The Charter and By-Laws are the co-op's governing documents which describe the relationship between the individual co-op owners. They include items such as how to elect the board of directs, when to hold annual meetings and how to vote. The Chrter and By-Laws vest in the Board of Directors the authority to run the building and establish policies, approve new buyers, contract for services and develop an operating budget.
Since all the property is actually owned in the name of the corporation, that body is directly repsonsible for the monthly payments of principal and interest on any corporate mortgage indebtedness, the payment of real estate taxes, and for any operating costs such as insurance, salaries for staff and serice contracts. The individual members of the coop have the obligation to pay their proportionate share of the co-op's annual operating budget.
If a member does not pay his pro-rata share of the co-op's budget, the other members are required to pay the deficiency because they are all collectively responsible for the economic well being of the co-op. This is one reason for providing a healthy operating reserve. The co-op then has a lien on each member's Ownership Documents and has the right to sell the defaulting member's apartment unit in order to recover the defaulted payments.
There are some exquisite Old World coop buildings in Washington that are a wonderful place to call home. In fact, co-ops tend to be less expensive than condos of a similar size. If you are actively looking for a new home, you may be looking at co-ops and condos of a similar price, and you might be surprised by what seems to be a high co-op fee.
Before you reject the co-op completely out of hand for its high fee, it is crucial that you examine what is included in the co-op fee and compare it to what is included in the condo's fee. Co-op fees include taxes and insurance. Most co-ops include all utilities in their fees and in many instances an underlying mortgage. The underlying mortgage is deducted from the amount which you will be financing or paying at closing and provides a tax deduction for most buyers. It is really helpful to compare the condo and co-op fee side by side. In most instances, the co-op fee is not as high as it might seem. For more information about the difference between a co-op fee and a condo fee, please read this article.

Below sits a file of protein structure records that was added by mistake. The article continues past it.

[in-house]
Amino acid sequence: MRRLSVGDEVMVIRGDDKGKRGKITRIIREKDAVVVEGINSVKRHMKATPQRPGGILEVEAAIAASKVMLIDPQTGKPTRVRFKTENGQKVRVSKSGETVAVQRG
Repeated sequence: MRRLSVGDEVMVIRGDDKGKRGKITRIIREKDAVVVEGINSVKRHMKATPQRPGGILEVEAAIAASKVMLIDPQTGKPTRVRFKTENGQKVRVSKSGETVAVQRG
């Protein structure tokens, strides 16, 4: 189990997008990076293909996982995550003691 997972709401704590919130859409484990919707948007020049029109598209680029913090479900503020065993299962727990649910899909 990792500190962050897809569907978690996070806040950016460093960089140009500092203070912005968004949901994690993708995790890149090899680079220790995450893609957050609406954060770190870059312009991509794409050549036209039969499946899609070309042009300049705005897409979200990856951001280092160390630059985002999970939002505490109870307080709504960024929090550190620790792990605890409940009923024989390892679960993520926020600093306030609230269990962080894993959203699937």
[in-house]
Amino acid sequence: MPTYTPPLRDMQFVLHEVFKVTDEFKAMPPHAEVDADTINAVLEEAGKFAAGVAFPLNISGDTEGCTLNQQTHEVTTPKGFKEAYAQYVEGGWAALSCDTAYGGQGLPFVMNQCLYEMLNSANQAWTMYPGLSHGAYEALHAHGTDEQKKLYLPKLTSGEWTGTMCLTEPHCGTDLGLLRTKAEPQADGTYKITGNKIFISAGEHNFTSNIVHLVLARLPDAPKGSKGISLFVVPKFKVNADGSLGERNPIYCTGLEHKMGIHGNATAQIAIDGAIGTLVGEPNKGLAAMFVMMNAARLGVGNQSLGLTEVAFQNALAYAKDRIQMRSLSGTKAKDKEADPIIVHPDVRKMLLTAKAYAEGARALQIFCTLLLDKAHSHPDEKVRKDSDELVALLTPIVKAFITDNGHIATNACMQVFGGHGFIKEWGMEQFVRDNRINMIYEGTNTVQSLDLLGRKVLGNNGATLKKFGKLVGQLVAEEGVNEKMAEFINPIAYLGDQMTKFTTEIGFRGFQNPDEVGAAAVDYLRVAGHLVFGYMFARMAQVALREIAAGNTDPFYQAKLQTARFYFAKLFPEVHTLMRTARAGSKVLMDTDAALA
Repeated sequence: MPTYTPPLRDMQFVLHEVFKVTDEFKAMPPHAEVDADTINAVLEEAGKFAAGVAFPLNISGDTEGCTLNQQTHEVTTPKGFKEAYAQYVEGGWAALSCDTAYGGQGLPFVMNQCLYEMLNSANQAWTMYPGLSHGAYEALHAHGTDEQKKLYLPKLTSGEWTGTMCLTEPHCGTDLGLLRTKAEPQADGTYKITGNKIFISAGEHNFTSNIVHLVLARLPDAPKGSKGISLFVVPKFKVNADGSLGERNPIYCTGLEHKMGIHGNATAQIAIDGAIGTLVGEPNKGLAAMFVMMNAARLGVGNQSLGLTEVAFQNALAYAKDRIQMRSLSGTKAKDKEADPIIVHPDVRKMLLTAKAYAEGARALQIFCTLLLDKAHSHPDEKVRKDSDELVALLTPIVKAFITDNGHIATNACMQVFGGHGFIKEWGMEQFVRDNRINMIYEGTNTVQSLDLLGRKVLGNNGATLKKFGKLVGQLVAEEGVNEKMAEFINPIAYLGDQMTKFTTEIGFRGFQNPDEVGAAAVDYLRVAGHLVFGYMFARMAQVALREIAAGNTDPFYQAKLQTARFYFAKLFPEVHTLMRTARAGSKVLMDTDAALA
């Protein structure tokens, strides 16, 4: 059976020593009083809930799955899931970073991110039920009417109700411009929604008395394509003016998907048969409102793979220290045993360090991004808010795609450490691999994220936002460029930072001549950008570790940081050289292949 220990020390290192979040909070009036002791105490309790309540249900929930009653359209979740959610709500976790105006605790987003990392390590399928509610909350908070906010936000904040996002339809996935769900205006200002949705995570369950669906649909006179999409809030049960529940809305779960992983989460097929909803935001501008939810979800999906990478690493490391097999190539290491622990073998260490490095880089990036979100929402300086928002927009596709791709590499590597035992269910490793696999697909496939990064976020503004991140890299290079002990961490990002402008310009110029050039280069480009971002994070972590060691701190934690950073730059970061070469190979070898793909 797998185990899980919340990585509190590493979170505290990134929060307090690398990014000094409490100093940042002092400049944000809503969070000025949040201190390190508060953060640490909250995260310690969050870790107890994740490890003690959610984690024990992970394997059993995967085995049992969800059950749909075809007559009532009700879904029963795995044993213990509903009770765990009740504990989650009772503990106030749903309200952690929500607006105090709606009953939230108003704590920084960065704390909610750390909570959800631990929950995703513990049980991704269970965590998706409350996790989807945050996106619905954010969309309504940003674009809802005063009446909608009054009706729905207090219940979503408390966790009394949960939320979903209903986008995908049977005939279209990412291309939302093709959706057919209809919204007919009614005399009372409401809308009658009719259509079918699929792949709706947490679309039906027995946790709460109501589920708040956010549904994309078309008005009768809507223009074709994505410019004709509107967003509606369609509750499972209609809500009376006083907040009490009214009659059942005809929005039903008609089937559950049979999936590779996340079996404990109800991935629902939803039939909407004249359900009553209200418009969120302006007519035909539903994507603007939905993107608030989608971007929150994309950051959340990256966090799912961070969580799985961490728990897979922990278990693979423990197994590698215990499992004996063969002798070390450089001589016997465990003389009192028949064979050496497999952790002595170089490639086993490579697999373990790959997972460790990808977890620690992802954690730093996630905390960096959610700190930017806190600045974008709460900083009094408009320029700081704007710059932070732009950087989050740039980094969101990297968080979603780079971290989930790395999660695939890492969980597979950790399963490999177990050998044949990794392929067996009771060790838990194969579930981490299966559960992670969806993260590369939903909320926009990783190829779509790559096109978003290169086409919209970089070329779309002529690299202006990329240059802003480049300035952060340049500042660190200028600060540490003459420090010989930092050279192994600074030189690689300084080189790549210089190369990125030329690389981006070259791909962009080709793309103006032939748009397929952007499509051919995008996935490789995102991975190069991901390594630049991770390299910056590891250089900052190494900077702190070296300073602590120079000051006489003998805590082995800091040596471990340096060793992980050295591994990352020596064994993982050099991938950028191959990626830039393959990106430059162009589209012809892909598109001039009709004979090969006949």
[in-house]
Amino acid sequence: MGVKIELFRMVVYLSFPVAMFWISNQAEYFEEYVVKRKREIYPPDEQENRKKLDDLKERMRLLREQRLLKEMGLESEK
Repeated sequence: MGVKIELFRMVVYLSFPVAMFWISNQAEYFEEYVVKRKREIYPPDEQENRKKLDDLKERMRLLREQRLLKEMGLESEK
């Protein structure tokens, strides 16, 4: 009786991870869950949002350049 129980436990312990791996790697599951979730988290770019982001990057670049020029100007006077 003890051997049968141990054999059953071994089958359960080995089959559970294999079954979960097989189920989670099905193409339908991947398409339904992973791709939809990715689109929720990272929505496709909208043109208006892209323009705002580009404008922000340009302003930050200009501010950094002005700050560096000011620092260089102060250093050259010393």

If you are looking for a new home in DC and would like to see if a co-op is the home for you, just click here to start your search. Then call the Lise Howe Group with your list of properties that you want to see! You need a partner like the Lise Howe Group in your home search - a partner who knows the market, the neighborhoods of DC, and the process of buying and financing a co-op. You need a partner who can help you sort out the great values and real deals from the overpriced listings. Your search is about so much more than bricks and mortar - it is about your future home. Let us find that place that you are going to love. Give us a call today at 240-401-5577 or email us at email@example.com.
If you are considering selling your co-op, then you should hire an agent who understands how to market a co-op.